Tommy Heinsohn, who owns eight championship rings as a player, two as a coach, and a color analyst for the Boston Celtics has played in and coached a style of offense that isn’t used very often in the NBA today. The uptempo, run and gun, fast break offense, that when combined with great defense, leads to NBA championships.
Heinsohn, for as long as I can remember, has stressed the importance of running the ball instead of walking up the court and setting up the offense slowly. It’s never been more apparent than in the last four games that the Celtics play much better when they run and use the uptempo offense often. In three straight games, Boston has gone up by double-digits, and while the defense gets the credit for that, it’s the offense that should be getting most of the attention.
Jason Terry hasn’t been given so many wide open shot opportunities than he has in the past week. Jeff Green and Courtney Lee have run the floor allowing them to get easy buckets in transition. When Boston doesn’t have the numbers on the break, the spacing on the floor is so great that players like Paul Pierce and Jason Terry are wide open to take and make a pull-up three point shot.
Why has it been so successful for the Celtics? An uptempo offense mitigates the time opponents have to set up their defense which allows players to get to the hoop much easier than if everyone was standing around and not moving without the ball. Playing uptempo also gives the Celtics defense an opportunity to set up because in a faster offense, not as many players need to be in the play.
The real question most fans have however is why hasn’t this worked for Mike D’Antoni whose offensive philosophy is the run and gun? D’Antoni doesn’t emphasize defense enough. While in most cases it works for Western Conference teams when it comes to offense, their defense suffers. Doc Rivers has always preached defense, and with Boston being so deep, their is no need to be concerned about wearing out players, as they’ve been given time to rest.
While this eventually leads back to Rajon Rondo, the facts are evident that the uptempo offense works. Everyone is getting involved offensively and it’s helped the team’s overall confidence, which leads to them playing harder with more energy. Rondo used to walk the ball, setting up the offense in the half court, and Boston’s offense suffered playing that way. Most of the time, either a player got a bad shot attempt with six seconds left on the shot clock or Rondo had to save the possession by driving to the hoop or taking a jump shot. As a fan I love Rondo, I think he’s the best point guard in the league. But, if he ran the ball more like Courtney Lee and Avery Bradley have he’d be even better, and more importantly, a better team player.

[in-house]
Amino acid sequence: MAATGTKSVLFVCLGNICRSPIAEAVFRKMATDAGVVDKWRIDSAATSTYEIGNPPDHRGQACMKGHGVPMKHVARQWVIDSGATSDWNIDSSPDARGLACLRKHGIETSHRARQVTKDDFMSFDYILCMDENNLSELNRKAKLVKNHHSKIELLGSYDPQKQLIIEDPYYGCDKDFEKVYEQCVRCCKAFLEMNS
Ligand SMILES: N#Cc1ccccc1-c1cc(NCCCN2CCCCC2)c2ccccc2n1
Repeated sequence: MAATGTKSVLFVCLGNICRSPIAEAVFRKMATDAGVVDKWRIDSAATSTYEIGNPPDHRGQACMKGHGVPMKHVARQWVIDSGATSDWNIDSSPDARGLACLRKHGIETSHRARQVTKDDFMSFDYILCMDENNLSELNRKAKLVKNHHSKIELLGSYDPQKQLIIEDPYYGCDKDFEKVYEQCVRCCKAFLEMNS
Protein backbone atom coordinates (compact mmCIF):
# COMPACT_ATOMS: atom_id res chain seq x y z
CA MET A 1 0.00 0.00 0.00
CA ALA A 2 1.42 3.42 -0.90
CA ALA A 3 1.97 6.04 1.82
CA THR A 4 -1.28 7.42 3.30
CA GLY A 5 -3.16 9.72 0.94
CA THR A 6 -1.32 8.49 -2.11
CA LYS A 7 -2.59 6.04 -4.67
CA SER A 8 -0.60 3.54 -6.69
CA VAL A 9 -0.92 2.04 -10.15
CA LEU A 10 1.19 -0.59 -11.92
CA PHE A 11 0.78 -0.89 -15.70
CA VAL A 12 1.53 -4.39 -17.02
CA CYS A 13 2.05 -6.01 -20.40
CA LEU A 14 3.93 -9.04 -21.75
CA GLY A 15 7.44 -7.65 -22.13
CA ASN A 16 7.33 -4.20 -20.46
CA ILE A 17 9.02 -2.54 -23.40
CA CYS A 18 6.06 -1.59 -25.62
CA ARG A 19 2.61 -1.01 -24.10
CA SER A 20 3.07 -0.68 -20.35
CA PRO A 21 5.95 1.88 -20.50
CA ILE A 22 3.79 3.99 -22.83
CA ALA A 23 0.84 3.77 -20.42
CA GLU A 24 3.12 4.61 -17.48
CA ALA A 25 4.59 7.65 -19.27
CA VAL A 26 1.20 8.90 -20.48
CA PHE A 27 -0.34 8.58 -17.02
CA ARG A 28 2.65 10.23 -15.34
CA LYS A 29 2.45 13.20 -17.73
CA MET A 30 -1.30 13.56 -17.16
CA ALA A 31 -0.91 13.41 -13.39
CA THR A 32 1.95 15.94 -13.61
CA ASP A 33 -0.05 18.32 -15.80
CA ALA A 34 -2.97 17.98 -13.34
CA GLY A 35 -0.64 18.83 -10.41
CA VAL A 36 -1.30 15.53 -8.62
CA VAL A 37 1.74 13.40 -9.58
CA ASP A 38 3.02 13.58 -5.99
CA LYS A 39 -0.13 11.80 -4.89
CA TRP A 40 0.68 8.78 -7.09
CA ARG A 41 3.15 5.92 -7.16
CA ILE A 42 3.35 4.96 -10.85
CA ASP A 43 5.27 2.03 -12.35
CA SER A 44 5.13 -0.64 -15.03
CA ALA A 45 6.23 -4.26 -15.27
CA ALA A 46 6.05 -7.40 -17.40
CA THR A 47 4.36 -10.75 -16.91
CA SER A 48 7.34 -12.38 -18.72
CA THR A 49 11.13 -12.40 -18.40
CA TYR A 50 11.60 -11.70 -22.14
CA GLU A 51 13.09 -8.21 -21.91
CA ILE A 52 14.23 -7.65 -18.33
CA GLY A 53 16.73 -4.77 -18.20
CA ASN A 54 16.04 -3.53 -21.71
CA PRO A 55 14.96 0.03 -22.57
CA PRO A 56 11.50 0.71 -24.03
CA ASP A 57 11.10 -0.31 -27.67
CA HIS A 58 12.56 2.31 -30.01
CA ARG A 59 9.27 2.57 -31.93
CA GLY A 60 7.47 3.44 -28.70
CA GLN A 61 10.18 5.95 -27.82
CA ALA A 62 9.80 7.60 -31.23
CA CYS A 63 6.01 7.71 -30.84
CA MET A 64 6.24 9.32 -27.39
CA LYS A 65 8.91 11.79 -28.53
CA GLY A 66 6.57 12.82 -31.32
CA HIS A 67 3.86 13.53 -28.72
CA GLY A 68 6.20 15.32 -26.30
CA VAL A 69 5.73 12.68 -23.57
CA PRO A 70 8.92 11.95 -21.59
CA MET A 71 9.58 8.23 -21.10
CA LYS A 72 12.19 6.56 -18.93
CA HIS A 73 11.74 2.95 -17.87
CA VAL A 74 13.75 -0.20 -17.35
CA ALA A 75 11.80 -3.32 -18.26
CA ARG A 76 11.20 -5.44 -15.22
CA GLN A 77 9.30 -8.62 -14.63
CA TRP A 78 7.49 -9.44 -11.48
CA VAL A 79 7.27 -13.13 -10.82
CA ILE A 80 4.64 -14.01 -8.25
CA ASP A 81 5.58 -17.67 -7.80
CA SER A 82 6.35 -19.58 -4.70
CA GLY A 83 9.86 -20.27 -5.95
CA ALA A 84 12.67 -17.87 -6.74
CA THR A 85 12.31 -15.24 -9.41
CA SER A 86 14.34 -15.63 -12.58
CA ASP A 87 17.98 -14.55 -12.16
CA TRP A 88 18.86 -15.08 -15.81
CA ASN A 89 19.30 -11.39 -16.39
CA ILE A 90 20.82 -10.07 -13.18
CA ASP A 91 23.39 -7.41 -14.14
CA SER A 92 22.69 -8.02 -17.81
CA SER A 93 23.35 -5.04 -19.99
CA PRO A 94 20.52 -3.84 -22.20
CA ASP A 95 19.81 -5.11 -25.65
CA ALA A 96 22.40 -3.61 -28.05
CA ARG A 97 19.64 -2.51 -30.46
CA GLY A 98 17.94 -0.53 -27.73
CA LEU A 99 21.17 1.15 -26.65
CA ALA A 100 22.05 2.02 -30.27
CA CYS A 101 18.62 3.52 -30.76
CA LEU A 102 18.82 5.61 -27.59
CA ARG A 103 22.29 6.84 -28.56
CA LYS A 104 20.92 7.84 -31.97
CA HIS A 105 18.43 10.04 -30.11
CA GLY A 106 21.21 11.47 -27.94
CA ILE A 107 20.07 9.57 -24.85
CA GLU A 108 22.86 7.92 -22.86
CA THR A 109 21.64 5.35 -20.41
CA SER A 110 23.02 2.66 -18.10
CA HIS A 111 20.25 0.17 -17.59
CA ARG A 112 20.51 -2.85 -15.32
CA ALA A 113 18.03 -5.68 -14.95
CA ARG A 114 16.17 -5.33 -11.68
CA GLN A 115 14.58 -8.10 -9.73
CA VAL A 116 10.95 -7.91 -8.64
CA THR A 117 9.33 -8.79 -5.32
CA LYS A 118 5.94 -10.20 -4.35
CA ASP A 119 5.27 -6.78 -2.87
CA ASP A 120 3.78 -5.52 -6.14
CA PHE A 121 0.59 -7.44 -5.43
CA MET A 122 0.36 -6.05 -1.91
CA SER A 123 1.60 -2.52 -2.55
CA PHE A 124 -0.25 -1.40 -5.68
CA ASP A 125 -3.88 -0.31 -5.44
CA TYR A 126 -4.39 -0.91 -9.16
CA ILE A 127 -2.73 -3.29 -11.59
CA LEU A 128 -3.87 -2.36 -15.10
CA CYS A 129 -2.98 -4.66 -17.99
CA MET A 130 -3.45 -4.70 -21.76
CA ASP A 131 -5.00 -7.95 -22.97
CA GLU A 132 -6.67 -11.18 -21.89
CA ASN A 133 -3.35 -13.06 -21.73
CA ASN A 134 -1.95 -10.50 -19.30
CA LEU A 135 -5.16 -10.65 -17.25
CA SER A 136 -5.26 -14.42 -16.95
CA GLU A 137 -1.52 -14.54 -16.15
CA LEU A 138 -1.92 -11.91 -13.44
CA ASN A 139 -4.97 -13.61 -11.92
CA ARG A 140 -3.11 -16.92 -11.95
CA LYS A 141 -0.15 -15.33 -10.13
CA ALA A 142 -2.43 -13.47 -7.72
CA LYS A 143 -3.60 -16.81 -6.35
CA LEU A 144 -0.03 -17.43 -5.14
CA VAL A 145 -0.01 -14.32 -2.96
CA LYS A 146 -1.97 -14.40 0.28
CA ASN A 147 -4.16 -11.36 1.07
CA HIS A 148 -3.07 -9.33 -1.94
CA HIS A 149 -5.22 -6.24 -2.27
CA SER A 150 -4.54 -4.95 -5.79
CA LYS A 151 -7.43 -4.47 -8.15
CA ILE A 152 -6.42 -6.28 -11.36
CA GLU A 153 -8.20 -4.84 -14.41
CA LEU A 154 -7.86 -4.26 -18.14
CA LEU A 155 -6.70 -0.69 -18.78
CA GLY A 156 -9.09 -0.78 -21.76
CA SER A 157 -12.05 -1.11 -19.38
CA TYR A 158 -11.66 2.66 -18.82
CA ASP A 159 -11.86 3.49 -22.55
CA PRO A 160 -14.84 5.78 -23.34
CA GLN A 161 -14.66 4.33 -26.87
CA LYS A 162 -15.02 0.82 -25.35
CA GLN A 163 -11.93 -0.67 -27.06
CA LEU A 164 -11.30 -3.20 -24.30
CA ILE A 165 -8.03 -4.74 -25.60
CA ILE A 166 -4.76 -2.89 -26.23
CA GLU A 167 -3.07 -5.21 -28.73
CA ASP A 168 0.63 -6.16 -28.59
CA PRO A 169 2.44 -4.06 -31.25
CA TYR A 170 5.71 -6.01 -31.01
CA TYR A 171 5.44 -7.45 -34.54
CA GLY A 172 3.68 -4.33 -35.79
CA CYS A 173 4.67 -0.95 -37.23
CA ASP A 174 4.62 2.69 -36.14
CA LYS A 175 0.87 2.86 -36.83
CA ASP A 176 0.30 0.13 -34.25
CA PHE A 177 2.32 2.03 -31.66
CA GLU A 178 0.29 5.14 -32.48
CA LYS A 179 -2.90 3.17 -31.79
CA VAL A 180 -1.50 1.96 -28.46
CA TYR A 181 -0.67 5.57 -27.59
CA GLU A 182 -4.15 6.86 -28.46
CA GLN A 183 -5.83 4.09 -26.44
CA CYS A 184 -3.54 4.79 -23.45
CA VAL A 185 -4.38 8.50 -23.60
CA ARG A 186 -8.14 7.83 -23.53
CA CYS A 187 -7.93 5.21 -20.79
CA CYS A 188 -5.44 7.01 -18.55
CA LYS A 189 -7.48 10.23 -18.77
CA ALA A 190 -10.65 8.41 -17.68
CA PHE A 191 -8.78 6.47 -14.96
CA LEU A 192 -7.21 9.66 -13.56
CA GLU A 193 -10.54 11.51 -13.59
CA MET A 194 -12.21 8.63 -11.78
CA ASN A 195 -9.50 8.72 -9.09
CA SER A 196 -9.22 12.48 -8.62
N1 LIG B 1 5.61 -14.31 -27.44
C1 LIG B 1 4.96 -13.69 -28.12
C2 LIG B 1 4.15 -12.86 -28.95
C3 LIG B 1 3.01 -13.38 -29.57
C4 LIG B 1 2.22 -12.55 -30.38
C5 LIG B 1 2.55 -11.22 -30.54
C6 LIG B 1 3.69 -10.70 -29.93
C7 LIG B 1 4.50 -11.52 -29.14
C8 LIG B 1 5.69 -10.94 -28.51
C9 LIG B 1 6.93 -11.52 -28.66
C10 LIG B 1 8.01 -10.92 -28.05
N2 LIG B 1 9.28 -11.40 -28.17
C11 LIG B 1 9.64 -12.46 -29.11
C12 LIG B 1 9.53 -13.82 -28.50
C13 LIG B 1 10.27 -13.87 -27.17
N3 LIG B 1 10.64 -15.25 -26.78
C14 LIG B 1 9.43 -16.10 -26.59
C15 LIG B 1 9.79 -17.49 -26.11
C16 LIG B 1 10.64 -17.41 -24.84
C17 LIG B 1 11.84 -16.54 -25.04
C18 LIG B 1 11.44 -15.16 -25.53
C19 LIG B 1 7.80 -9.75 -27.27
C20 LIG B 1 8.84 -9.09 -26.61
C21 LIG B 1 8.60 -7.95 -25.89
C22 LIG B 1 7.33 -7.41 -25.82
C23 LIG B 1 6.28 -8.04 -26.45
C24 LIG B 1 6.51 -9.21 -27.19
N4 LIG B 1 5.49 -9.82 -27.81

The Celtics still have a tendency to run the half court offense, and it almost cost them the game against the Los Angeles Clippers. In the fourth quarter of Sunday’s game, Boston only managed to score 14 points, while in the three previous quarters scored 33, 26, and 33. This habit will eventually cost the Celtics games if they aren’t careful. Thankfully Paul Pierce saved the day by hitting a clutch three pointer with less than five seconds left in the game.
The uptempo offense is much more fun to watch for the average fan. To Tommy Heinsohn, it was a way to blow out the Celtics opponents and minimize any height disadvantages they may have had to overcome when facing a team like the Milwaukee Bucks who had Kareem Abdul-Jabbar. Heinsohn knows a lot about the game, and probably could still coach today. It’s great to see his offensive philosophy and how it can be successful. If Boston can continue pushing the ball and playing at a faster pace, they can beat anyone, and maybe make it back to the NBA Finals.